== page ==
For our Ranked-Pairs analysis, we reject ballots that are entirely blank, or those for which any preference is non-numeric or is a number not between “1” and the number of candidates (inclusive).
The Ranked-Pairs analysis is not disturbed by ballots giving different candidates the same preference, or by not-specifying a preference for one or more candidates, so ballots ranking different candidates the same are accepted.
For FPTP, we take the “most-preferred” candidate as the ballot’s first-past-the-post choice. If there is more than one such candidate we cannot count the ballot for either candidate, and it is therefore rejected. This means that ballots that were accepted for Ranked Pairs can be rejected for FPTP. Since we only have one “round” of counting for FPTP, such a conflict is never resolved.
In the case of IRV, as for FPTP, we can only use a ballot if the given preference is unique to a given candidate. For IRV, however, if on any given counting round we have not yet determined a majority winner, we eliminate the lowest-count candidate, and re-allocate this candidate’s ballots according to their indicated next-preferences. If the given next-preference is not-unique, however, we cannot assign the ballot to a single candidate, and the ballot must be rejected.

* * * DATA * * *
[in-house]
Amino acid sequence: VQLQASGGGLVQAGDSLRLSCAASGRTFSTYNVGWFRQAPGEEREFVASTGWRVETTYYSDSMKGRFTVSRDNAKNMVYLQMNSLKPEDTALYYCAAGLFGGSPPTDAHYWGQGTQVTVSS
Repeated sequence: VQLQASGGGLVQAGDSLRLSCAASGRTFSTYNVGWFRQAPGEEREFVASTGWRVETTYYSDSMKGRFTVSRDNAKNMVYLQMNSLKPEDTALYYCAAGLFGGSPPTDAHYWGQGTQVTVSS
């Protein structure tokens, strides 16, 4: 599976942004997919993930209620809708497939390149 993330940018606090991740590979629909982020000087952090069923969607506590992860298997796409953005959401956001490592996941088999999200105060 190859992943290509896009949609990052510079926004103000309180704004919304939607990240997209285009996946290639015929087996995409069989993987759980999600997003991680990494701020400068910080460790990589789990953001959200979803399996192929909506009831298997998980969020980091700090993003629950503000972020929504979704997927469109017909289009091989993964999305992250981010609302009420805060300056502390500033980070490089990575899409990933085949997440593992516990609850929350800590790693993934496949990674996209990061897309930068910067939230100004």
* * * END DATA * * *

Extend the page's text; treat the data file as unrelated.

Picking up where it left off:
But, since we’re eliminating candidates, we also re-evaluate earlier-rejected ballots in case ambiguities that caused them to be rejected have been resolved upon the elimination of the given candidates. This means that some previously rejected ballots might be returned to play, and the number of rejected ballots can be reduced in subsequent IRV rounds.
Whether rejected ballots would be handled thus in any given electoral system is up to the rules established by the particular enabling legislation; however, the rationale here is to attempt to use a ballot if it is meaningful to do so.
This also means that, when there is a significant difference in rejected ballots between one system or another, the comparisons are not quite apples-to-apples. For comparison purposes, then, it would be better to avoid data where such discrepancies occur.